“Bad luck”? Yes, that played a part, too. Had the Armada been able to land troops on British soil, they would have found a nation ripe for the taking: one with terrible coastal defenses, virtually no local militia, a population still deeply divided over Elizabeth's move toward Protestantism, and an unbelievable willingness to rely on bow and error rather than gunpowder. One of the Spanish vessels that blew up early in the fighting, taking down all 200 on board, caught fire because of the carelessness of one of its own sailors, it was discovered later. Worse than that, had the Spanish known that the English were all out of ammunition at the end of the encounter at Gravelines, they could have still borne down on the galleons and won the day.
Winners write history, and it was no different in this case. Accounts of the battle years later were written by the English. Particularly in the cases of Thomas Babington Macaulay and Edward S. Creasy’s The Fifteen Decisive Battles of the World: From Marathon to Waterloo, both writing as Britain herself became an imperial power, the tone is both triumphalist and anachronistic, reading history backward from a later event—i.e., Spain’s decline in the 17th century.
Still, it’s hard to argue with Macaulay’s description of the advantages enjoyed by King Philip as the two navies prepared for their epic clash:
“In America, his dominions extended on each side of the equator into the temperate zone. There is reason to believe that his annual revenue amounted, in the in the season of his greatest power, to four millions sterling,— a sum eight times as large as that which England yielded to Elizabeth. He had a standing army of fifty thousand excellent troops, at a time when England had not a single battalion in constant pay. His ordinary naval force consisted of a hundred and forty galleys. He held, what no other prince in modern times has held, the dominion both of the land and of the sea. During the greater part of his reign he was supreme on both elements.”
Well, there is one thing on which nearly all historians can agree: Elizabeth had all kinds of reasons to dread the wrath of Philip and his “invincible Armada”:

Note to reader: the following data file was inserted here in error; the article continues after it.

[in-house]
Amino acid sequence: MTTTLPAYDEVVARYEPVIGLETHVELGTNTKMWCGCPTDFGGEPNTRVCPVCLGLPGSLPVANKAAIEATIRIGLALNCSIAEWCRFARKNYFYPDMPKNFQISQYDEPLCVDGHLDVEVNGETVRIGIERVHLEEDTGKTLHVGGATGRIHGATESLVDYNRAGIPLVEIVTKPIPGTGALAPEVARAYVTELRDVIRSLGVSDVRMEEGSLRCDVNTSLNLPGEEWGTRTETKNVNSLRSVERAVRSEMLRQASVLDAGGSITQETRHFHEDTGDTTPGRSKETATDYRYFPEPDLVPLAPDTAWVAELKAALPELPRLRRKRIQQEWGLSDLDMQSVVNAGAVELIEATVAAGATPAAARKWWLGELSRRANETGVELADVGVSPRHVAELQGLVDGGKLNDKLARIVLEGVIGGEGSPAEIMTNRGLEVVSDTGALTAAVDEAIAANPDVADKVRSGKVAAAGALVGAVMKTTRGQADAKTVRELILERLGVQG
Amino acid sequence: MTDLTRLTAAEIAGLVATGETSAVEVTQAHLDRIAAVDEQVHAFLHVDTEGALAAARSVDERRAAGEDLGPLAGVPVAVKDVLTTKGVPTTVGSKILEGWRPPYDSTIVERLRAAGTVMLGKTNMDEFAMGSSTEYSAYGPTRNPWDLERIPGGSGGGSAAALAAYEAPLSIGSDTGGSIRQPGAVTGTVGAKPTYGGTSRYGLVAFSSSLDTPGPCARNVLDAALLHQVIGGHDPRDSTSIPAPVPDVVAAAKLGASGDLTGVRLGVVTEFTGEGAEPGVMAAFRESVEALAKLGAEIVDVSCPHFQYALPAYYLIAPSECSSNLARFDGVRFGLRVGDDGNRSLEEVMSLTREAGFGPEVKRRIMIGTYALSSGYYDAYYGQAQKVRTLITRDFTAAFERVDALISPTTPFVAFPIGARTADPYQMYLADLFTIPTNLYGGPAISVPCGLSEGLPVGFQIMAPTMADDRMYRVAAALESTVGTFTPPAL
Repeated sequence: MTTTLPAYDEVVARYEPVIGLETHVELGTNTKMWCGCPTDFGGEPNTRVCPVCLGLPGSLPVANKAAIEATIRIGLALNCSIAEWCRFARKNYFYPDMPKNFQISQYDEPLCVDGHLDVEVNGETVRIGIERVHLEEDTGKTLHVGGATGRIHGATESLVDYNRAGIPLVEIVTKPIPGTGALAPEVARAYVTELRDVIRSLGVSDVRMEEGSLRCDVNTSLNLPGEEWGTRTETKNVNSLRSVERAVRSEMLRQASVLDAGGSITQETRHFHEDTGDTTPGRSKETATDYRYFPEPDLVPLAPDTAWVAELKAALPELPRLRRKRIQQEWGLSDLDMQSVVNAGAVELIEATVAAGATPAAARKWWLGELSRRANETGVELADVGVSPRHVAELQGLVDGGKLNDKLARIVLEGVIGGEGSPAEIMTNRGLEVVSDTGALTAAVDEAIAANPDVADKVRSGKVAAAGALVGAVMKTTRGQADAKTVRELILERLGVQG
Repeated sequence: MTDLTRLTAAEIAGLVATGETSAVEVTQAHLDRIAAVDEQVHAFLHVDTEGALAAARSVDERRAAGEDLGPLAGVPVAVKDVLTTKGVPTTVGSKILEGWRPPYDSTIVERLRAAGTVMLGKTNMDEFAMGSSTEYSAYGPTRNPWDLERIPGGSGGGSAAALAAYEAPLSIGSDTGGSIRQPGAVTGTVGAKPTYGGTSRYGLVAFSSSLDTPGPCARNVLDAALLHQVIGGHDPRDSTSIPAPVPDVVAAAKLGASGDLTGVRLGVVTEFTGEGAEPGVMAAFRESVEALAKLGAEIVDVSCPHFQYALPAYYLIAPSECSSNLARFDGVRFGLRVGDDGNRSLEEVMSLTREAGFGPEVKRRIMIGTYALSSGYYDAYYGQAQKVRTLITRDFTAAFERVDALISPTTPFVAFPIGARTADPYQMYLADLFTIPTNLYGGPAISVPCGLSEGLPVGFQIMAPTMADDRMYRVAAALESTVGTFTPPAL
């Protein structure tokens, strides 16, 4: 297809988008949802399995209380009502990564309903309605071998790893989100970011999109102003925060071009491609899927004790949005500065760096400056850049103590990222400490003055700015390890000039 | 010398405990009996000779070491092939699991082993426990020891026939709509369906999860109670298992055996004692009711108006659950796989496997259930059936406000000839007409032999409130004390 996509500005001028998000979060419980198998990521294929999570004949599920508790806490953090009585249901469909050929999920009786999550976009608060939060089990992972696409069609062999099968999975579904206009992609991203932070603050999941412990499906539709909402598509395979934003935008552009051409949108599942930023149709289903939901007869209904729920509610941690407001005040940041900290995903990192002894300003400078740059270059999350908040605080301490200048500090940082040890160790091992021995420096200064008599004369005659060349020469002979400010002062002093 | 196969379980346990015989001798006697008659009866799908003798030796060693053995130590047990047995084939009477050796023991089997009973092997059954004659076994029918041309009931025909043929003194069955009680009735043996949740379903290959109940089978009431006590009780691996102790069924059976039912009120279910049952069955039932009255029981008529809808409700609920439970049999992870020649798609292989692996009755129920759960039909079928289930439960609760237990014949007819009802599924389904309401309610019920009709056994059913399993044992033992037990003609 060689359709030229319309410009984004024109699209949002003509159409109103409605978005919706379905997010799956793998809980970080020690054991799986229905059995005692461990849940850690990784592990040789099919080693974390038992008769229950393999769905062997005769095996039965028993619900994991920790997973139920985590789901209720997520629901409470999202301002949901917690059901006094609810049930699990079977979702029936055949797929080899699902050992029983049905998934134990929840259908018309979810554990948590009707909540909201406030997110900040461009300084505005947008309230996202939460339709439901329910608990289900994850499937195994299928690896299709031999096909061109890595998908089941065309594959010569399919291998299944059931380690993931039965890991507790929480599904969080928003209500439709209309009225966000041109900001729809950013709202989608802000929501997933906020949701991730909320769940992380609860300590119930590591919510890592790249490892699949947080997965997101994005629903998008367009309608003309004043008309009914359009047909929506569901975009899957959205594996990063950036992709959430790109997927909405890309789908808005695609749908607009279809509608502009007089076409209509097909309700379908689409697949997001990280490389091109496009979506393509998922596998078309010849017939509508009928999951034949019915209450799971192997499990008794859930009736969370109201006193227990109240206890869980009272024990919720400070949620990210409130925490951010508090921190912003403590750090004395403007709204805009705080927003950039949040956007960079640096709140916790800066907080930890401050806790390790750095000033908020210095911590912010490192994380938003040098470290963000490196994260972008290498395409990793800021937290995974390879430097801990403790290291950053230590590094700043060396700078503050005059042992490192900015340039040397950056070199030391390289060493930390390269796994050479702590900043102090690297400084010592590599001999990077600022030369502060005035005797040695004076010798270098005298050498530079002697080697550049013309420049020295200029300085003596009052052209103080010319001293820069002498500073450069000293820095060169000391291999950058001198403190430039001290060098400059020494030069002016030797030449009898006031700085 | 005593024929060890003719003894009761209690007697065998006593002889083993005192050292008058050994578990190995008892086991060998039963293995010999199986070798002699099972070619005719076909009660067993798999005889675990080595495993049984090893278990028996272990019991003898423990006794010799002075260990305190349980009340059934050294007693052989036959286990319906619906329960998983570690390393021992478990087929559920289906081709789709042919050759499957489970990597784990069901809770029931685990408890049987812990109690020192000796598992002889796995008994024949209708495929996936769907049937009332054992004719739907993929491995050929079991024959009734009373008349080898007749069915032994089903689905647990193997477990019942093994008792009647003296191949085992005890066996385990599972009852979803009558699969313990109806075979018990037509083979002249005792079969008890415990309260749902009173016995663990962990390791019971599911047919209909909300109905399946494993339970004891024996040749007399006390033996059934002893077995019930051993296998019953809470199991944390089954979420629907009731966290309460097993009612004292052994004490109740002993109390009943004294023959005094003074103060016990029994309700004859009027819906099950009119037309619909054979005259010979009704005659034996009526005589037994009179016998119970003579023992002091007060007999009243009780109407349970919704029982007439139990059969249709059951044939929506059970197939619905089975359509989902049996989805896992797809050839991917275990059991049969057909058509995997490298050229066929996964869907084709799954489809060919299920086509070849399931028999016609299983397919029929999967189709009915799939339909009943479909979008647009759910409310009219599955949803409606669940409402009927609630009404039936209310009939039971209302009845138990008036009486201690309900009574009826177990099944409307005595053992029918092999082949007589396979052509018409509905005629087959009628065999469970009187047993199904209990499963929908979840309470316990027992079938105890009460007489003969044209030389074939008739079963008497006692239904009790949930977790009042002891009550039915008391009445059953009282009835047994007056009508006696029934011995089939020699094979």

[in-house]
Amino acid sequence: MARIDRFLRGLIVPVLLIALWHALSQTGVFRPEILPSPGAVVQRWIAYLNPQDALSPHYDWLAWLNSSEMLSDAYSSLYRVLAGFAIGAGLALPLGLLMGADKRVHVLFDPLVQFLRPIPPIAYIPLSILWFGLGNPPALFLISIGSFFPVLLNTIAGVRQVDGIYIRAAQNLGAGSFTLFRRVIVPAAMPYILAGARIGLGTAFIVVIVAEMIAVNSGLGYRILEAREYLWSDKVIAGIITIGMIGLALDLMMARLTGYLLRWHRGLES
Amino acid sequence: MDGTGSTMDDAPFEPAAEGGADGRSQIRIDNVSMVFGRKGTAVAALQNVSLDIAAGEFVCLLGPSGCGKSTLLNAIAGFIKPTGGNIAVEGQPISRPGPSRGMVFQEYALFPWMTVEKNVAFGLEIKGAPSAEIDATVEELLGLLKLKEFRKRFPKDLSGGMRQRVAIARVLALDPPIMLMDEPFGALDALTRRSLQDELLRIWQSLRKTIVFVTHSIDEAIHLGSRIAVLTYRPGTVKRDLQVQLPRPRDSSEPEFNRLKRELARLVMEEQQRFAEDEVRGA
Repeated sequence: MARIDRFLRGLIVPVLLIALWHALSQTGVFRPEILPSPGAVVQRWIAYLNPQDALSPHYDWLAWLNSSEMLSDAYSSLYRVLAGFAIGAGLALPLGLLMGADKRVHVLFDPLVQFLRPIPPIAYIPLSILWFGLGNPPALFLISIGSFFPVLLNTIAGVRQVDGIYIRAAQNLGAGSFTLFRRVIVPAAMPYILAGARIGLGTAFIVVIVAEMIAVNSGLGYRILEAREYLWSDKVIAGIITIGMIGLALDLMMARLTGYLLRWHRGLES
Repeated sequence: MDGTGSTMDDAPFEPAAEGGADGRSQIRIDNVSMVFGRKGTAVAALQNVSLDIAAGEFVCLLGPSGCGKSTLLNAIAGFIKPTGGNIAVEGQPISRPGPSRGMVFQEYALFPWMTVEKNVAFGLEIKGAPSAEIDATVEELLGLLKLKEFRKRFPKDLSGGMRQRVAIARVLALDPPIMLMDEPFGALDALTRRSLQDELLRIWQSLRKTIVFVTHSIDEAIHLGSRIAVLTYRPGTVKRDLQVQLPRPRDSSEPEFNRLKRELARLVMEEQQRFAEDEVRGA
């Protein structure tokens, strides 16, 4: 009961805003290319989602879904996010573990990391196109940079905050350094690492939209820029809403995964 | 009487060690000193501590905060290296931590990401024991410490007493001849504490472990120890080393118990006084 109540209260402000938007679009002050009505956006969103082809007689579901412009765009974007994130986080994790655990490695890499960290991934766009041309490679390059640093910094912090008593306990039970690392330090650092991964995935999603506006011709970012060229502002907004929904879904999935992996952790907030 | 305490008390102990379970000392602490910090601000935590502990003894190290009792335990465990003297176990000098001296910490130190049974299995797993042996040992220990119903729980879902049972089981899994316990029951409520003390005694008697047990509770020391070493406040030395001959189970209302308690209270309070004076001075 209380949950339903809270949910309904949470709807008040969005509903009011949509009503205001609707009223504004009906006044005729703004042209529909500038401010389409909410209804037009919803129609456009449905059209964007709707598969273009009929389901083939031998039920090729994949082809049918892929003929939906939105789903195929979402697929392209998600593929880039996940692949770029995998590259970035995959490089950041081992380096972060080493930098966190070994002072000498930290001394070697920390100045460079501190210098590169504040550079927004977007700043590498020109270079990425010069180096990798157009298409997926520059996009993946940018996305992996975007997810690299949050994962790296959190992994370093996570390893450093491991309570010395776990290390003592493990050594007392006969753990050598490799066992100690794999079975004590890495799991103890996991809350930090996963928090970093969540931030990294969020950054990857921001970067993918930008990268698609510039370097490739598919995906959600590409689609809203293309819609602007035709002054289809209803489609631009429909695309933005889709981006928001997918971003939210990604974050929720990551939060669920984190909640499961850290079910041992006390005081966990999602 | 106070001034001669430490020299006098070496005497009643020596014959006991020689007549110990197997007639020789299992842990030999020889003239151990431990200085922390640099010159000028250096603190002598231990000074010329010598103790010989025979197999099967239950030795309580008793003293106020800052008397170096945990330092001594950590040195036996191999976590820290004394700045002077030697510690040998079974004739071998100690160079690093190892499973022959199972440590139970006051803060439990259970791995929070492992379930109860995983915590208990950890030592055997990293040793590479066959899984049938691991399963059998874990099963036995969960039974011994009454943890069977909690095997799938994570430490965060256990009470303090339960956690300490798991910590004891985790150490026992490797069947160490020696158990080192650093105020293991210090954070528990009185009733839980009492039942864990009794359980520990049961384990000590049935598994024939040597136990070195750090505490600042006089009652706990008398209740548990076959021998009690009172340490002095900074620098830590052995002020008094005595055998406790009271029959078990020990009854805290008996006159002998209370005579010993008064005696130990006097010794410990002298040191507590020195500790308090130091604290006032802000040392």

*Her refusal to acknowledge her debt of gratitude to Philip when he persuaded her sister (and his wife), Queen Mary, to reconcile with Elizabeth—an act that paved her way to the throne upon Mary’s death in 1558;
· *Her steering of England away from Catholicism and toward Protestantism;
· *Her aid to Dutch Protestants who, for the past two decades, had been in full revolt against Philip;
· *Her decision to execute Mary Queen of Scots, a Catholic co-religionist of Philip’s;
· *Her official sanctioning of privateering by Francis Drake, Sir Walter Raleigh and others, who burned and looted Spanish towns and brought the booty home for the Crown.
Back to my opening paragraph, and especially the part about each navy being led by an “inexperienced commander.” I’ve already alluded to Medina-Sidonia, but his English counterpart needs to be accounted for.
That would be Lord Howard of Effingham. He had nowhere near the amount of sea experience as the second in command of the English navy, Francis Drake, but his innate caution meant that his chief early decision—staying beyond the reach of Spanish guns—meant that the enormous advantage enjoyed by Spain (an army on board its vessels) would be effectively neutralized. He listened carefully to his council of war. Thus, he decided to send fireships at night against the Spanish at Calais when told that an attack would be better early rather than later, since his navy would have lost strength. (Both sides were losing a fifth of their forces due to sickness up to that point.)
(The image accompanying this post is of the oil-on-canvas painting Defeat of the Spanish Armada, 8 August 1588 (1796), by Philip James de Loutherbourg, in the National Maritime Museum, Greenwich Hospital Collection)